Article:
Wednesday, August 01, 2018

Ecological equilibrium

A critic might object that creationism (be it old-earth or young-earth) is ad hoc in this respect: if a particular ability confers a survival advantage, why does an organism ever lose that ability? Conversely, if an organism has an adaptive potential that confers a survival advantage, why does that ever remain undeveloped? 

Of course, if an organism is in an environment where the ability ceases to be beneficial (e.g. eyesight in caves), then it's understandable why it might become vestigial. But what about situations where it will still be advantageous, yet that ability is lost? 

The problem with that line of objection is that it treats species in isolation. But the frame of reference is what is good for the ecosystem, and not what's optimal for any particular species. The goal is to maintain the equilibrium of the ecosystem.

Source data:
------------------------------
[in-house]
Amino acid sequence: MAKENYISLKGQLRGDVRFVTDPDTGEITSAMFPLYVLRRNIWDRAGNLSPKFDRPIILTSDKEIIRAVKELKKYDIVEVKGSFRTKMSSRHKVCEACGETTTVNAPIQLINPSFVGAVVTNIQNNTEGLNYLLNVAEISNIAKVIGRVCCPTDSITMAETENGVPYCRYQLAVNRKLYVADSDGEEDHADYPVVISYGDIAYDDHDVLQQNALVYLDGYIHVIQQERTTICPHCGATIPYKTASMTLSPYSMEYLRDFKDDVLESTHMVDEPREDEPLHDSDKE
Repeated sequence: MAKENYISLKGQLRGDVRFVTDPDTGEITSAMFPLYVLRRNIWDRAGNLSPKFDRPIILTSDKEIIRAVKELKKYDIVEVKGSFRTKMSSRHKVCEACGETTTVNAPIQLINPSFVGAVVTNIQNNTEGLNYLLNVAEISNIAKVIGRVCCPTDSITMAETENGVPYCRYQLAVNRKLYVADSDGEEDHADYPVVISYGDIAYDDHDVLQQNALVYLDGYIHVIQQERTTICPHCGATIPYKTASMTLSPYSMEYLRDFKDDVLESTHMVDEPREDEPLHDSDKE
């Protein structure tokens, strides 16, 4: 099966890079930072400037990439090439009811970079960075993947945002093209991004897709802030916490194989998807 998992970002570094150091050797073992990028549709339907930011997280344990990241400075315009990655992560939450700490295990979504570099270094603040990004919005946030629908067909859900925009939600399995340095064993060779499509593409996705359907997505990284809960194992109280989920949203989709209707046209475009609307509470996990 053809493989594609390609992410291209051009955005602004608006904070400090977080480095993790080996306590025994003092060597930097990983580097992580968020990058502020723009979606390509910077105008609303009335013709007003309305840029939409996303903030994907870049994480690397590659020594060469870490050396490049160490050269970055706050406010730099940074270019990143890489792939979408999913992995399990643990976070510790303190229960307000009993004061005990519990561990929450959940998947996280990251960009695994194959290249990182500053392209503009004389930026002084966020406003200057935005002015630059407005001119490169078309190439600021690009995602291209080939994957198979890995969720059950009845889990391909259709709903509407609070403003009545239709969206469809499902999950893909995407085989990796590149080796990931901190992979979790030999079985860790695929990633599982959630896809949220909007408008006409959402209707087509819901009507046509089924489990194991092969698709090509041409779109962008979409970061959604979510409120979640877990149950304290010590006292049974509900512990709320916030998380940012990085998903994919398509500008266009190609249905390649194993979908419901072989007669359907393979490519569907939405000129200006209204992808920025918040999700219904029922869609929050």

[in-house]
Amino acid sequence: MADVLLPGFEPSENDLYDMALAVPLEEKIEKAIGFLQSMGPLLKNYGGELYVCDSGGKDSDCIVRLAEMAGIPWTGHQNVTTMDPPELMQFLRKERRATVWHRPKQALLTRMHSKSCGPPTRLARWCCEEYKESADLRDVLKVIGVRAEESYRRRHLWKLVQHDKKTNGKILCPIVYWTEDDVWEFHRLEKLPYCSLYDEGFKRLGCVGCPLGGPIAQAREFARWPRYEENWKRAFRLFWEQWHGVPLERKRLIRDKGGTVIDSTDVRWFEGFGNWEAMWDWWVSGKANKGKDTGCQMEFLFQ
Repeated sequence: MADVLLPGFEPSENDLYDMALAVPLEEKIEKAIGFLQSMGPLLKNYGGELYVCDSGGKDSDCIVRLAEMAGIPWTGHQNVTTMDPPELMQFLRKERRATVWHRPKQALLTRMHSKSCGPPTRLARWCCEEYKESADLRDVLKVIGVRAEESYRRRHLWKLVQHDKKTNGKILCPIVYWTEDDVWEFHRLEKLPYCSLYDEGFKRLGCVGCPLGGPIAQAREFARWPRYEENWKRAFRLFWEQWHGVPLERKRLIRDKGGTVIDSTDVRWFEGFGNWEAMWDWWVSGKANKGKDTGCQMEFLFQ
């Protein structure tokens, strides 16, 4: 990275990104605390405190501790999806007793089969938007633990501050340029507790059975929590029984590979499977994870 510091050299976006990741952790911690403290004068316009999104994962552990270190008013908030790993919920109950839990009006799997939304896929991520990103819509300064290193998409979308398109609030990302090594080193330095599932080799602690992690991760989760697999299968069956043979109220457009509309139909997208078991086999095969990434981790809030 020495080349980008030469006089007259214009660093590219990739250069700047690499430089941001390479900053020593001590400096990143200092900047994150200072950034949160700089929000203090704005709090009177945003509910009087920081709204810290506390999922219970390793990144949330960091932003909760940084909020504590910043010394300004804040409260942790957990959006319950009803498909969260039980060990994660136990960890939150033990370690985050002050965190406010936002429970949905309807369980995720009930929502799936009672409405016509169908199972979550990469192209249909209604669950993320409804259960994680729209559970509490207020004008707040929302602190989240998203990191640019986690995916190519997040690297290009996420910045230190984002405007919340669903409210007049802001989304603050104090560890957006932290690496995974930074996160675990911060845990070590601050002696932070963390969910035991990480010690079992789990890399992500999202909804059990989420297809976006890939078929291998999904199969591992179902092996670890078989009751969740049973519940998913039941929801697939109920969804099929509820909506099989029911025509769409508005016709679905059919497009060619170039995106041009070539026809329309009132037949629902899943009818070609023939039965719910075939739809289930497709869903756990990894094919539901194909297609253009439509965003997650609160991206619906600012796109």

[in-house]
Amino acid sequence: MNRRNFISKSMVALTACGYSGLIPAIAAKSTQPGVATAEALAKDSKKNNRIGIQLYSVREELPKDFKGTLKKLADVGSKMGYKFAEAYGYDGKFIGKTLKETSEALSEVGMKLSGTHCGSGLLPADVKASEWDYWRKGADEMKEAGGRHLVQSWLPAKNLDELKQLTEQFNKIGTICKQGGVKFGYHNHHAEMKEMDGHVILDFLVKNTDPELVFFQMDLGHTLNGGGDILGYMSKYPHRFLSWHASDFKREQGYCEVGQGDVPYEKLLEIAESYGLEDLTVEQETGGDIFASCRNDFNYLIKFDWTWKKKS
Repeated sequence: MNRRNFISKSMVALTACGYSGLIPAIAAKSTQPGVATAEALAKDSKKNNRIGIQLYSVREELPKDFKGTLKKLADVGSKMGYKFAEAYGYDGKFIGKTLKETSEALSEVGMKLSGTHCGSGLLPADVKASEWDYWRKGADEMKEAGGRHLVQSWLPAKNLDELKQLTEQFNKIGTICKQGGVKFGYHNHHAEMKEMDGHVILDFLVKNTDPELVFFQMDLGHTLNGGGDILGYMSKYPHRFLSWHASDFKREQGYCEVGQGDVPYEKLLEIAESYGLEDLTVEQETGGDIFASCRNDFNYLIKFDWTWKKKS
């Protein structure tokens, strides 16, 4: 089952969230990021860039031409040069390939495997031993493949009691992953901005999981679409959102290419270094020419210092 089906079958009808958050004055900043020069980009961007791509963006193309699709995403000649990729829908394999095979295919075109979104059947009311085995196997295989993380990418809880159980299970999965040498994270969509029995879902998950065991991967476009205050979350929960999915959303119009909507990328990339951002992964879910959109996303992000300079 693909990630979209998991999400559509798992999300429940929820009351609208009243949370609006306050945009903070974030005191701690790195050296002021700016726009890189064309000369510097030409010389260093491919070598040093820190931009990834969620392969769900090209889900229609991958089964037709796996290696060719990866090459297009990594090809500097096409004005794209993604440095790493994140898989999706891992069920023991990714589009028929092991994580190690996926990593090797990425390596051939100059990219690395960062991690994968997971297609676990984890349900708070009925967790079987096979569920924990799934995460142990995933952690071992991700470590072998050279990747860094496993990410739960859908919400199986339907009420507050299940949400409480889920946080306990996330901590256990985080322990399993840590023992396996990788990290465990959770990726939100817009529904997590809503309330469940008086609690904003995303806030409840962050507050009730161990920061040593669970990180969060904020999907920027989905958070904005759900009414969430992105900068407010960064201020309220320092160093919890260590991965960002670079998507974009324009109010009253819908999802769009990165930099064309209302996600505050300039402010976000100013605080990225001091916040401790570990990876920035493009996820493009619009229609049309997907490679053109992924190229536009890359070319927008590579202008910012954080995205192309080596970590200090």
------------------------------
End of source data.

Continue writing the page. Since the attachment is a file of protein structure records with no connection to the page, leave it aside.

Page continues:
Predators should succeed often enough to main replacement rate. Prey should elude predators and propagate often enough to maintain replacement rate. Likewise, if herbivores are too competitive, they will overgraze and thereby damage the ecosystem. It's not just a relationship between predators and prey, but fauna and flora. Plants and herbivores. 

So we're dealing with a dynamic system that has to be flexible. Adjust to changing variables. At one time or place, predators may need to be more proficient, while at another time or place they may need to be less proficient, to maintain the balance of nature. It's important to have potential abilities. Sometimes those need to be developed. At other times they need to atrophy. 

I'm not a biologist or zoologist, but that's my layman's explanation. 

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